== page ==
Articles: The ‘Adam’ of Chimpanzees and the Great-ape Y Chromosome


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Two articles about
the ‘Adam’ of the chimpanzees and the y-chromosome of great apes


Redorbit:
The ‘Adam’ of chimpanzees lived 1,000,000 years ago, study says

Researchers have found a chimpanzee likely descended from a common male ancestor that lived around 1 million years ago, according to a new report published in the Genome Research journal.

The study team said they were able to date the origin of the genetic ‘Adam’ for chimpanzees by analyzing DNA sequences on the Y chromosome, which is passed from fathers to sons, in 19 chimpanzees, 4 bonobos, 14 gorillas, and 6 orangutans. Researchers also looked at mitochondrial DNA (mtDNA), passed on from mothers, in the same set of primates.

“The ancestor of a Y-chromosome family tree is sometimes called ‘Y-chromosomal Adam’,” said Pille Hallast, a geneticist from the University of Leicester, said in a press release. “We can compare the ages of ‘Adams’ between the species. For humans the age is about 200,000 years, while for gorillas it’s only about 100,000 years. Thanks to two chimps in our sample, Tommy and Moritz, chimpanzees have an amazingly ancient ‘Adam’, who lived over 1 million years ago.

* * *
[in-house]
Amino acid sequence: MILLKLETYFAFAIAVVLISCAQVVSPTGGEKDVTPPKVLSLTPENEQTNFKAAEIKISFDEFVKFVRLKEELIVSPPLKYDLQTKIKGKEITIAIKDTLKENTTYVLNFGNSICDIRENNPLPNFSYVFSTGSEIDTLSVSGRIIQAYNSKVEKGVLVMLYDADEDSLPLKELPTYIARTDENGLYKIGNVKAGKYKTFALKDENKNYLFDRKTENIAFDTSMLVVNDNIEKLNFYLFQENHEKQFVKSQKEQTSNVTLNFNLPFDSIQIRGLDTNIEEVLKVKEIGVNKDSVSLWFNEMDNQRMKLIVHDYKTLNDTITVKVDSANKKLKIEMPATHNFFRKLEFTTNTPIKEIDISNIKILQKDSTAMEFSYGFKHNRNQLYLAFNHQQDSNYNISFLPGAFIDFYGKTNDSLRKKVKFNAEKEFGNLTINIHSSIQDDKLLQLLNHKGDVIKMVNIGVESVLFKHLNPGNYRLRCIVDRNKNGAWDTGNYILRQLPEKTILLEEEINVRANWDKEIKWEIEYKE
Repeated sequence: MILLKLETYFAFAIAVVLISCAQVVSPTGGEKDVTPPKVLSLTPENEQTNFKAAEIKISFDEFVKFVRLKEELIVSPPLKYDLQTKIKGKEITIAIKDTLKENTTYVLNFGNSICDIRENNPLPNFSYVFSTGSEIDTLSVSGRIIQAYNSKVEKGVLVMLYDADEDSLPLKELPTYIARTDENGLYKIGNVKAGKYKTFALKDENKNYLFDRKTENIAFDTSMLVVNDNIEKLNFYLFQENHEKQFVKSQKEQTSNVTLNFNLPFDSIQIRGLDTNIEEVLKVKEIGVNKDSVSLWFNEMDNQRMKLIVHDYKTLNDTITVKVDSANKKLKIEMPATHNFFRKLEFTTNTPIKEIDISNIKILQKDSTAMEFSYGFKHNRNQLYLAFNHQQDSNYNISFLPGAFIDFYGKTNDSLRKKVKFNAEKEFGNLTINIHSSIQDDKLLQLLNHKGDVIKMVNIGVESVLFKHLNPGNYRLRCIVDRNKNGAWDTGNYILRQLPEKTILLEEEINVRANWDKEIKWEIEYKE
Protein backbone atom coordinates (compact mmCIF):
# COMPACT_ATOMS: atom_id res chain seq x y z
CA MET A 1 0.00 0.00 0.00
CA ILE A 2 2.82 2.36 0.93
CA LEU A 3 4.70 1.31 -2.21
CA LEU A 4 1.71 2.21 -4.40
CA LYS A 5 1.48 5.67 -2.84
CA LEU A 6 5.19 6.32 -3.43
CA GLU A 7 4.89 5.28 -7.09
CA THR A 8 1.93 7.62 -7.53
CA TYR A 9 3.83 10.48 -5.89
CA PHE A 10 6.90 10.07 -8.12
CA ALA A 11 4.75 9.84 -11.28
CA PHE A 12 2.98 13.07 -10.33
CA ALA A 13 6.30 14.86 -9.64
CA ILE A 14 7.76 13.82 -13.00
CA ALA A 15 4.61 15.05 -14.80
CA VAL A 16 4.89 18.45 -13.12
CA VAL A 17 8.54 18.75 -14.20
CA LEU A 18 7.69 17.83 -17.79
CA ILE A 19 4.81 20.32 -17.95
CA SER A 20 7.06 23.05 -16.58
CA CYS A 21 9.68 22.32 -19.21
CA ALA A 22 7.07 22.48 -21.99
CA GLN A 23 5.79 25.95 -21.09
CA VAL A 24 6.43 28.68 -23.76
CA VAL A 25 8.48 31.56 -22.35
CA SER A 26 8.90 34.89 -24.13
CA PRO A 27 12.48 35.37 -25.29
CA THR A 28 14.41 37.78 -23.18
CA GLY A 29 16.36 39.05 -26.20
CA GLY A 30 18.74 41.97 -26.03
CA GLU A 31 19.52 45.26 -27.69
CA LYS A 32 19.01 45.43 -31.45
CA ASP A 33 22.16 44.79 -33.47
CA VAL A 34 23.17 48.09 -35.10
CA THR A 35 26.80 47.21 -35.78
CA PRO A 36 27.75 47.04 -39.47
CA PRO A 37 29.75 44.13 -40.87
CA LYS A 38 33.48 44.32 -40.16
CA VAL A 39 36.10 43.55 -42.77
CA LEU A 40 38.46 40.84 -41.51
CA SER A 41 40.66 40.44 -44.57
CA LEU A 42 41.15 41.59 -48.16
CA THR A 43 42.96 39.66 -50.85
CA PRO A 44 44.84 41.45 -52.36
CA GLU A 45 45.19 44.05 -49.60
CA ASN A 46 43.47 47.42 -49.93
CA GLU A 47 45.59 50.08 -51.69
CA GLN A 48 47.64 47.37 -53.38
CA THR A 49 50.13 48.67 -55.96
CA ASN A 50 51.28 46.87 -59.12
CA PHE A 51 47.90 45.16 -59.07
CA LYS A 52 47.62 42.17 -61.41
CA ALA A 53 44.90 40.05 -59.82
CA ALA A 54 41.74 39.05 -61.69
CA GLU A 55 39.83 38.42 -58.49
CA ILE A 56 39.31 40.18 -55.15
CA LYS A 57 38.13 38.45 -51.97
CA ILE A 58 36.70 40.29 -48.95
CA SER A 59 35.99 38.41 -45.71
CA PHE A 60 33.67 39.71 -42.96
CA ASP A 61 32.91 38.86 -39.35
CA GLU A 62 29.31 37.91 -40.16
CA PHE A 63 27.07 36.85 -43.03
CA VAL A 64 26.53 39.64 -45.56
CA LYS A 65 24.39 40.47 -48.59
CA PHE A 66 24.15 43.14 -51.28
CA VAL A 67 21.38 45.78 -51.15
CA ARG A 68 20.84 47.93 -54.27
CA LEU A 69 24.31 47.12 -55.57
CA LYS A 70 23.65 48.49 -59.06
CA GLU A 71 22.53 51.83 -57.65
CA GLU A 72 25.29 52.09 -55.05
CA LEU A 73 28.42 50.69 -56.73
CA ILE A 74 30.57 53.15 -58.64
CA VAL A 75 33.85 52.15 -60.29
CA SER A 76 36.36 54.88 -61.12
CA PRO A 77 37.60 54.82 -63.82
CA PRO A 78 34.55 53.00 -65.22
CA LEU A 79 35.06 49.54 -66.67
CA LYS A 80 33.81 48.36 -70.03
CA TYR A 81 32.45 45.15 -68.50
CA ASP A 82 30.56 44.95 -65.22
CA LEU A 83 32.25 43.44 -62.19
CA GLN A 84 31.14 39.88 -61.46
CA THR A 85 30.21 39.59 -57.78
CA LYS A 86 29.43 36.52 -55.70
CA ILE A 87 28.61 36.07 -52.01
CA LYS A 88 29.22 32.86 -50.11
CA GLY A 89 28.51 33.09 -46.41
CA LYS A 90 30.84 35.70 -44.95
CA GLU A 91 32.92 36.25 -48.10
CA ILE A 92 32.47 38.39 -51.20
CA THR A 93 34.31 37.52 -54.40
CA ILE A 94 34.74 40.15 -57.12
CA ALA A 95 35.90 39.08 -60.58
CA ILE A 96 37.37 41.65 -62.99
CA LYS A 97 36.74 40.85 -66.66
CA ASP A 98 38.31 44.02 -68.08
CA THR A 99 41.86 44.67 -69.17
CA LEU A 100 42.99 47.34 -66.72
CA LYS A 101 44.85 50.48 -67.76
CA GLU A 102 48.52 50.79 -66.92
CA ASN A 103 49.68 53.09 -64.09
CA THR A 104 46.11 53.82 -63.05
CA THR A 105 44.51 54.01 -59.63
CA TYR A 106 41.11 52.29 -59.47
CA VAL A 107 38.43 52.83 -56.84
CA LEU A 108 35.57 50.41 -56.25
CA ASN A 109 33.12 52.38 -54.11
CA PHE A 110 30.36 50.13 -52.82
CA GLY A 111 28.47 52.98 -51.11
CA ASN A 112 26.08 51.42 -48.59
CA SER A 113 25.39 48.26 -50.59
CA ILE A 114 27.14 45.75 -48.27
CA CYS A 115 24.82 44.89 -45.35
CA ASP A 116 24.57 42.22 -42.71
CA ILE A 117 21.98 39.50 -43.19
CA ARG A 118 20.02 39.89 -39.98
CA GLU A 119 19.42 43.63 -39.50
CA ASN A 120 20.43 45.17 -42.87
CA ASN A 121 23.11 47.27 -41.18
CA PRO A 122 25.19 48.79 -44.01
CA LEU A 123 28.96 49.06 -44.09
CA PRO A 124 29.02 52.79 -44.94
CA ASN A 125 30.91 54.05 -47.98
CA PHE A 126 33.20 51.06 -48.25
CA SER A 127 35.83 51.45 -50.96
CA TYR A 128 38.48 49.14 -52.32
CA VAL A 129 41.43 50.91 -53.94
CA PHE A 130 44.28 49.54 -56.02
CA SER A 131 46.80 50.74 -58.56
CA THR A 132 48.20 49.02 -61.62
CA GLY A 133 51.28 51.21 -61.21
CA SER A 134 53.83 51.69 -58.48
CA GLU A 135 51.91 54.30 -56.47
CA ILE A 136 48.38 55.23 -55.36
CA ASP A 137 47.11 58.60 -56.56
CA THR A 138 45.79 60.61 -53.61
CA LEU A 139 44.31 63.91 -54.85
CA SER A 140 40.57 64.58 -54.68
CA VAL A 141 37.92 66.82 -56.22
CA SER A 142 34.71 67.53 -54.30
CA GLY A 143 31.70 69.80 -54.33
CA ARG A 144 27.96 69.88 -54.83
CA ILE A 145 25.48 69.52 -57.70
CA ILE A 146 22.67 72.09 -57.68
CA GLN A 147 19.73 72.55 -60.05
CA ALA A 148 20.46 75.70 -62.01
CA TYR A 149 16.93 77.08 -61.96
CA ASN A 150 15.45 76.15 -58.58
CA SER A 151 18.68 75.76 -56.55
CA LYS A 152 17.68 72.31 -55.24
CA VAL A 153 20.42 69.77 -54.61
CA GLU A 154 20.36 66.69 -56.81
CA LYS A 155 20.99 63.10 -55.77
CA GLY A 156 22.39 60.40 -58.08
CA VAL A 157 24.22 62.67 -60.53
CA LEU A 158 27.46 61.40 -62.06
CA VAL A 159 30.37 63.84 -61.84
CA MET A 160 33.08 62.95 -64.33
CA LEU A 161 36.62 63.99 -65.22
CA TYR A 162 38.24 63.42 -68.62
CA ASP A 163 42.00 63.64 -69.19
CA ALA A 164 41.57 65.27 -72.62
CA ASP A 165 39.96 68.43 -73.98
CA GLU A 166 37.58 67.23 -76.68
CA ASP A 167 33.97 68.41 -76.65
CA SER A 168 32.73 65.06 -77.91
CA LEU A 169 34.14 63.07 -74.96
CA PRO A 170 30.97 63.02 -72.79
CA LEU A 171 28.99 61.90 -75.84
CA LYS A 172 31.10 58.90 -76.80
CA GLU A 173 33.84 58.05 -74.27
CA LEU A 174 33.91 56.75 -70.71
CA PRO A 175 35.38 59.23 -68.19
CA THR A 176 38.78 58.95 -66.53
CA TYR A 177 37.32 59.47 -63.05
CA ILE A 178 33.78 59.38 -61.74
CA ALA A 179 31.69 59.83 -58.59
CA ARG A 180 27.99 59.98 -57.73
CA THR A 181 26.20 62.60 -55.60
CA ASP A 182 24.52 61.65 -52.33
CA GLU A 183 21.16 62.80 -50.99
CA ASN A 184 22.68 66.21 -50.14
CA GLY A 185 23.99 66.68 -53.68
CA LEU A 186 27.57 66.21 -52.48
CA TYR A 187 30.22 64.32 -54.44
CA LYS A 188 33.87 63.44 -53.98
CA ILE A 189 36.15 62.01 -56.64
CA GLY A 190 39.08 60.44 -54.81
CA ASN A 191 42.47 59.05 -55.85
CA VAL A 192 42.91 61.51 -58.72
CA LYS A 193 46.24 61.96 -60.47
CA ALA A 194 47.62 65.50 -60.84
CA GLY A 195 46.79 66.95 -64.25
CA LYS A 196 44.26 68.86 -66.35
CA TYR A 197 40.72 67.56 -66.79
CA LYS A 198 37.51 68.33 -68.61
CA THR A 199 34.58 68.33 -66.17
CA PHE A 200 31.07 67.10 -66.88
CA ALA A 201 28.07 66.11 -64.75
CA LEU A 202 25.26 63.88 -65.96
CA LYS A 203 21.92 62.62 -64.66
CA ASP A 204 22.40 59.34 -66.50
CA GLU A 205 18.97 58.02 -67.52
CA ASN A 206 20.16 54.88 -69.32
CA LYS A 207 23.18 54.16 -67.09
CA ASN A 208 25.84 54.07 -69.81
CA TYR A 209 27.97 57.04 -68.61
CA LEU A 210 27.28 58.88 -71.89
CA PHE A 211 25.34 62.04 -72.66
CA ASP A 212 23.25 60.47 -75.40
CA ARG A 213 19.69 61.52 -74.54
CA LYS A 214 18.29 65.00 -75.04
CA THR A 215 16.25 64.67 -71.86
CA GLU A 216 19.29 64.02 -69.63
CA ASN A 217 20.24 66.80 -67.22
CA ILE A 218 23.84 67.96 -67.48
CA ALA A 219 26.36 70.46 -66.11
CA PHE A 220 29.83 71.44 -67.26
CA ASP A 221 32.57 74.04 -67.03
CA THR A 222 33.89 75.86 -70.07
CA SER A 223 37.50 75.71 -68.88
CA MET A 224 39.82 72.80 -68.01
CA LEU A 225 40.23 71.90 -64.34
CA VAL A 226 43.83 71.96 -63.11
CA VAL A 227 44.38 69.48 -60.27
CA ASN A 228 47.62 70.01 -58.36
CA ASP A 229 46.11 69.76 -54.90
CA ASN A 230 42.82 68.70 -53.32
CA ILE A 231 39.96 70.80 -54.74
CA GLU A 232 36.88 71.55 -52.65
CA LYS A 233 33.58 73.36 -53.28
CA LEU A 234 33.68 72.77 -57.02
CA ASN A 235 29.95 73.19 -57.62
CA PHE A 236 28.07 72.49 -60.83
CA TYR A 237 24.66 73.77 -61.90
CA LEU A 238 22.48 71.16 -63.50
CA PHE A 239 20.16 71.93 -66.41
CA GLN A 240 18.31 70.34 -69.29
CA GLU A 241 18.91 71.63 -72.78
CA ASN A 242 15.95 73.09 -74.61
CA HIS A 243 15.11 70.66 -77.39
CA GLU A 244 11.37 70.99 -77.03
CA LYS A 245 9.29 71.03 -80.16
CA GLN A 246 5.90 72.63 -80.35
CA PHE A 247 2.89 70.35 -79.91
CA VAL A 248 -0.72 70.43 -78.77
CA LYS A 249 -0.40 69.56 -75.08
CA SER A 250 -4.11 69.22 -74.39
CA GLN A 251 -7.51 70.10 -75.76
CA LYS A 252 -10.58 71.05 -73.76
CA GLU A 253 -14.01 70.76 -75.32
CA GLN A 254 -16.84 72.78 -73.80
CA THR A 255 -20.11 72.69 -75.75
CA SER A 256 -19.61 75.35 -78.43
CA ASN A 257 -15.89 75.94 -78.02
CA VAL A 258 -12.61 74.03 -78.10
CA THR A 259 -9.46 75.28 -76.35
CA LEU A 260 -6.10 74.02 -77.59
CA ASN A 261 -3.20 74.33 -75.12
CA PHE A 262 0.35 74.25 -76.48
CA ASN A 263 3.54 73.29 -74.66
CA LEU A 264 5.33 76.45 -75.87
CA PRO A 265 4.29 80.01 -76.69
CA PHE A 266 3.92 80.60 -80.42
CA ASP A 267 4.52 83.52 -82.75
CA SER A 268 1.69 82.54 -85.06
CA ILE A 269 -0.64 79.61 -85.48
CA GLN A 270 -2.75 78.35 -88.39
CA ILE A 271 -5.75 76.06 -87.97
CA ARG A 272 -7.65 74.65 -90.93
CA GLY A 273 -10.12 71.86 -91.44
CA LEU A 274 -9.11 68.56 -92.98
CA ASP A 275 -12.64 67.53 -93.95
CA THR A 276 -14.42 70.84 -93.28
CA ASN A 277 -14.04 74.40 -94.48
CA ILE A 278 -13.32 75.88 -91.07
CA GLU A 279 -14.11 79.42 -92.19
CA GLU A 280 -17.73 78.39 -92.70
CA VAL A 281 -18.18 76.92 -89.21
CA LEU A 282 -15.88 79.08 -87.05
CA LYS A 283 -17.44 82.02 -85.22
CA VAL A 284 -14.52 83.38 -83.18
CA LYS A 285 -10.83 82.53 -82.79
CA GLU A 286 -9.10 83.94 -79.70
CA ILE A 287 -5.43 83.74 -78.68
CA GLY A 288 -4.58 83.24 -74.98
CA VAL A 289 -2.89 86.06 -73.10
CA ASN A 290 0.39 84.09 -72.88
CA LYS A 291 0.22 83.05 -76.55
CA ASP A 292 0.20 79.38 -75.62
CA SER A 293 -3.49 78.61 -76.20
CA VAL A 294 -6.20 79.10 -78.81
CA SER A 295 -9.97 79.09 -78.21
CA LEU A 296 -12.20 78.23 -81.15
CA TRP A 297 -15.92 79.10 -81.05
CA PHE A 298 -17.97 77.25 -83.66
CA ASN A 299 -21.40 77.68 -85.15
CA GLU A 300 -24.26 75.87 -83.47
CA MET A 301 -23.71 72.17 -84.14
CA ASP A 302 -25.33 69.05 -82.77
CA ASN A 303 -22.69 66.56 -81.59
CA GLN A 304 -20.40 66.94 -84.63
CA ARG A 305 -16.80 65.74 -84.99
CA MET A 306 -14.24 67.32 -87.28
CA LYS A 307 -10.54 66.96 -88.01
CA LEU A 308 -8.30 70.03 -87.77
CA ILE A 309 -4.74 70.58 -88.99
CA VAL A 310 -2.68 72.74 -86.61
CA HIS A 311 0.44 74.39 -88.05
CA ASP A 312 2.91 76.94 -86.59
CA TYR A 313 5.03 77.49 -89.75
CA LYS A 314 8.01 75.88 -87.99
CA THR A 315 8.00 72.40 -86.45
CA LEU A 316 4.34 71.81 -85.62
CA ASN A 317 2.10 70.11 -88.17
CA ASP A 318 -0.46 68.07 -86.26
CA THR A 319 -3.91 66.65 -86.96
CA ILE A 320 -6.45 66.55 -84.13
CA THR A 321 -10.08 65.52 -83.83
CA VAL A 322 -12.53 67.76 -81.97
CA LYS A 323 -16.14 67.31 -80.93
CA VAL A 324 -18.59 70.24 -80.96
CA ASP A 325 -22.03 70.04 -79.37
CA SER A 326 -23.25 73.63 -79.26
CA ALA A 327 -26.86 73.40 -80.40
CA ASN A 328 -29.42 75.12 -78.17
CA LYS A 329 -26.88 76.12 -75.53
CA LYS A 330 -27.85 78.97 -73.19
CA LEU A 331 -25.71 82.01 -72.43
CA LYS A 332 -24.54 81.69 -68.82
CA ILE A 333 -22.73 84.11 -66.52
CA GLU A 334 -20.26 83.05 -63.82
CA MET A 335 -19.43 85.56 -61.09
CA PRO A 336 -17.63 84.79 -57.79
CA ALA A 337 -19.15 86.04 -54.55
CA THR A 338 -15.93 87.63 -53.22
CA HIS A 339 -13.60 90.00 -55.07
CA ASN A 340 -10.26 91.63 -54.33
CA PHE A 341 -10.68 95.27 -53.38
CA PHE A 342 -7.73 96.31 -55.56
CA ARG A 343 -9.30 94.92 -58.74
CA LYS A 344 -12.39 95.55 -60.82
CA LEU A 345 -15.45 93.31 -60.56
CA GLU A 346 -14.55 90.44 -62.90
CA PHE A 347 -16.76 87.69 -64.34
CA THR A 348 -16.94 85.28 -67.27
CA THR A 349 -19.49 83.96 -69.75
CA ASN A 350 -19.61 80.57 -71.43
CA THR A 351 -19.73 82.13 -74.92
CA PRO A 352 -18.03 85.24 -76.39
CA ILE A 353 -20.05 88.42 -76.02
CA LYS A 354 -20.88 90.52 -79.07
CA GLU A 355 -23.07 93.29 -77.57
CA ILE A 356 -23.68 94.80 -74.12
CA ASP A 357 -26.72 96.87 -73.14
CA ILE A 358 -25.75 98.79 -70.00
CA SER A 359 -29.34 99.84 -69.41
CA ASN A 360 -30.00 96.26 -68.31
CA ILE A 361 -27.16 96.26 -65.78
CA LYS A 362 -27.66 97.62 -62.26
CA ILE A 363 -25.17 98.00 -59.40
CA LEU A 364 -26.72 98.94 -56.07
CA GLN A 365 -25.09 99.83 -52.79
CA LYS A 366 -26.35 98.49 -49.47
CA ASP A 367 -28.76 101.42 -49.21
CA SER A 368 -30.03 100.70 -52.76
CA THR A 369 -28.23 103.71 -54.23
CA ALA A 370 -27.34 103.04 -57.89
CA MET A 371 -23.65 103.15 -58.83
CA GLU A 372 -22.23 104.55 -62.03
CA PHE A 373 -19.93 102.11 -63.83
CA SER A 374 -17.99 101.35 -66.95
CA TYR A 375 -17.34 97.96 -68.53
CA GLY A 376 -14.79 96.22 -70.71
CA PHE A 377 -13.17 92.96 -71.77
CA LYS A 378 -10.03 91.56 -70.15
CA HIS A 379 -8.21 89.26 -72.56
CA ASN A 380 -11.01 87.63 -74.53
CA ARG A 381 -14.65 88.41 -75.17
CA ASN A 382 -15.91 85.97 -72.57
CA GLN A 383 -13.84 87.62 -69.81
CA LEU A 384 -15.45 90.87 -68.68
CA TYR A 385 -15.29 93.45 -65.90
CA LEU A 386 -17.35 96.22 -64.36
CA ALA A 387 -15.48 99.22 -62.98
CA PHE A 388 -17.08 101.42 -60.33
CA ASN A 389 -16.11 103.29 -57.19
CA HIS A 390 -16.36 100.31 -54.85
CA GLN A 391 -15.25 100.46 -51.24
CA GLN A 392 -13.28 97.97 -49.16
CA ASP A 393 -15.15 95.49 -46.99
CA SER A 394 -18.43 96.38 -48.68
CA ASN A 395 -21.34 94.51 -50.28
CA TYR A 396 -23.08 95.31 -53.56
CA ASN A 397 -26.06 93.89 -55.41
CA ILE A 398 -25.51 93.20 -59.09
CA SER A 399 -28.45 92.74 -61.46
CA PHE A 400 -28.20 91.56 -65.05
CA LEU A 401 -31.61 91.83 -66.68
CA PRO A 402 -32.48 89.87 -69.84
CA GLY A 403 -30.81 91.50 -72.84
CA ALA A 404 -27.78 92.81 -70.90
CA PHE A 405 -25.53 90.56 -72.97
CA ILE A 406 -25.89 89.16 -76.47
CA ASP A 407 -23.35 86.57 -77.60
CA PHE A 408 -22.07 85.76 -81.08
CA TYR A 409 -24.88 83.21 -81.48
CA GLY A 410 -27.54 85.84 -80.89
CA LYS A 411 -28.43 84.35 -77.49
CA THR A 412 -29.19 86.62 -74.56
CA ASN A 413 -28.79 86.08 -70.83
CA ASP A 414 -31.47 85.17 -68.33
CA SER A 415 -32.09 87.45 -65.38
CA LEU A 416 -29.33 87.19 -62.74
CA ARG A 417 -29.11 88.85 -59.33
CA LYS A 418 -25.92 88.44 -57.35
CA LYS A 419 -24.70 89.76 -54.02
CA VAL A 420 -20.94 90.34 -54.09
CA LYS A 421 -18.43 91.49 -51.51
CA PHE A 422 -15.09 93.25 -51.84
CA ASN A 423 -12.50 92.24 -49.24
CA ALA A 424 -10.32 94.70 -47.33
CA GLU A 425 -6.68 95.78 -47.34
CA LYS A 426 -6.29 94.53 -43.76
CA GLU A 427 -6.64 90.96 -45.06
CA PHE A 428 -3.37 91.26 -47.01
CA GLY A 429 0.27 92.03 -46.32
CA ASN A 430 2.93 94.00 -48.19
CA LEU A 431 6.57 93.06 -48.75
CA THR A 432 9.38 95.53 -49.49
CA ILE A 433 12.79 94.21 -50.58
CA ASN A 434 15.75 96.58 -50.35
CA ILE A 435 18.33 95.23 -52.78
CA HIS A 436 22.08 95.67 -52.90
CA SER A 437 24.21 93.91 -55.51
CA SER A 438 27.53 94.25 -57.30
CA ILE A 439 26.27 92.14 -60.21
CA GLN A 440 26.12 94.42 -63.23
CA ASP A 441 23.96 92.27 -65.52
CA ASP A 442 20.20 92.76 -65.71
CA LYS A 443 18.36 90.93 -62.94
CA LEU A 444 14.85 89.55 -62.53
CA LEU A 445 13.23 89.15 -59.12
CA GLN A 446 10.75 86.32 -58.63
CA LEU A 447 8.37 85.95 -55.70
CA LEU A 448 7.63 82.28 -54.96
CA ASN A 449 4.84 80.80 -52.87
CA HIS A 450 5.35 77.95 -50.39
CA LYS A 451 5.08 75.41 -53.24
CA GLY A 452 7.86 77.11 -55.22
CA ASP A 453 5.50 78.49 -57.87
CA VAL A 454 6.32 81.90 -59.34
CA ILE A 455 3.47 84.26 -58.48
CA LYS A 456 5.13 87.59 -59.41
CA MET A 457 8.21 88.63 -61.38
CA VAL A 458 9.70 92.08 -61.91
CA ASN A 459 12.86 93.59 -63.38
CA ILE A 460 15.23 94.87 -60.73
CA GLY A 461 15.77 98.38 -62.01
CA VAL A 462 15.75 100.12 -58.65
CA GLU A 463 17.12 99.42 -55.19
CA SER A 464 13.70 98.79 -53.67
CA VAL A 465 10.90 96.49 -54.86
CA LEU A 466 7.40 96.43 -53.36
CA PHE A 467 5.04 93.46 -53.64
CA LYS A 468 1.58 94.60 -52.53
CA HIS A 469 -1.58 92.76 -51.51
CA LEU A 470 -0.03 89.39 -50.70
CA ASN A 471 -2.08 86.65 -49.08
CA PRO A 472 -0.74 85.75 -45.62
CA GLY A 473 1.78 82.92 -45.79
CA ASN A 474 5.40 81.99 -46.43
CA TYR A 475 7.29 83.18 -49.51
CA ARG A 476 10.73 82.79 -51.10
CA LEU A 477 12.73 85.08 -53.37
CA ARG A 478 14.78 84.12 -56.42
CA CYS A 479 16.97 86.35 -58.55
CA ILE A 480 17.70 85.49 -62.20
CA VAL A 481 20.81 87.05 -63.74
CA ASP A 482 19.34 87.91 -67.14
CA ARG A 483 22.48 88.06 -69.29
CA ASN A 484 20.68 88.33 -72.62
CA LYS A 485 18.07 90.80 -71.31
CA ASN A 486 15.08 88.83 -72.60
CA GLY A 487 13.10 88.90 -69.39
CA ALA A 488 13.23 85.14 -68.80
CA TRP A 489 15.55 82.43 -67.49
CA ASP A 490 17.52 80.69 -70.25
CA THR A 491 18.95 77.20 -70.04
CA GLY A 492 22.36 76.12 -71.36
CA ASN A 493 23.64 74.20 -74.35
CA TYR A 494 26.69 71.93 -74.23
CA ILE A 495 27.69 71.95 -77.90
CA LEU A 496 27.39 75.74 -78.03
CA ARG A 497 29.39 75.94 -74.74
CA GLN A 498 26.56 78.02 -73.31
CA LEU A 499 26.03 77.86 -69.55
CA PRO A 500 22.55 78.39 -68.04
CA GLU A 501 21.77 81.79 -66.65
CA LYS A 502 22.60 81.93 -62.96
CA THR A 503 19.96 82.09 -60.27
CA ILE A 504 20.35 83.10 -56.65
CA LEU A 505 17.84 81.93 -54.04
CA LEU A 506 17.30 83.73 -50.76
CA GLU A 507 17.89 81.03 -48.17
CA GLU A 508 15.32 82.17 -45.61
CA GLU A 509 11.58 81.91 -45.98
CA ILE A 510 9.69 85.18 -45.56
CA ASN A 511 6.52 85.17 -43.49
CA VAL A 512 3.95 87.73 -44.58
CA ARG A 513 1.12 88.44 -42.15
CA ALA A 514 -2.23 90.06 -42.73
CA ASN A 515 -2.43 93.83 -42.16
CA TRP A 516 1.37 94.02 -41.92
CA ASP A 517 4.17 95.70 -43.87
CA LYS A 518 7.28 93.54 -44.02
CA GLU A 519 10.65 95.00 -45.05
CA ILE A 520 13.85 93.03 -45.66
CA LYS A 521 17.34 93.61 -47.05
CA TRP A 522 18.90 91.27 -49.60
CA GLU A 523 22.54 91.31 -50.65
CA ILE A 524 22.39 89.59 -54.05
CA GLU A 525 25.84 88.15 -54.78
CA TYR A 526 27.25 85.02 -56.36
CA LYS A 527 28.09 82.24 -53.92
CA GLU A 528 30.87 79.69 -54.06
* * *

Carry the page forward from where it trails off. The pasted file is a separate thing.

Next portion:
“The Y chromosome tree for gorillas is very shallow, which fits with the idea that very few male gorillas (alpha males) father the offspring within groups,” Hallast continued. “By contrast, the trees in chimpanzees and bonobos are very deep, which fits with the idea that males and females mate with each other more indiscriminately.”

Genome Research – CSH Press:
Great-ape Y Chromosome and mitochondrial DNA phylogenies reflect subspecies structure and patterns of mating and dispersal

The distribution of genetic diversity in great-ape species is likely to have been affected by patterns of dispersal and mating. This has previously been investigated by sequencing autosomal and mitochondrial DNA (mtDNA), but large-scale sequence analysis of the male-specific region of the Y Chromosome (MSY) has not yet been undertaken. Here, we use the human MSY reference sequence as a basis for sequence capture and read mapping in 19 great-ape males, combining the data with sequences extracted from the published whole genomes of 24 additional males to yield a total sample of 19 chimpanzees, four bonobos, 14 gorillas, and six orangutans, in which interpretable MSY sequence ranges from 2.61 to 3.80 Mb.

 

 

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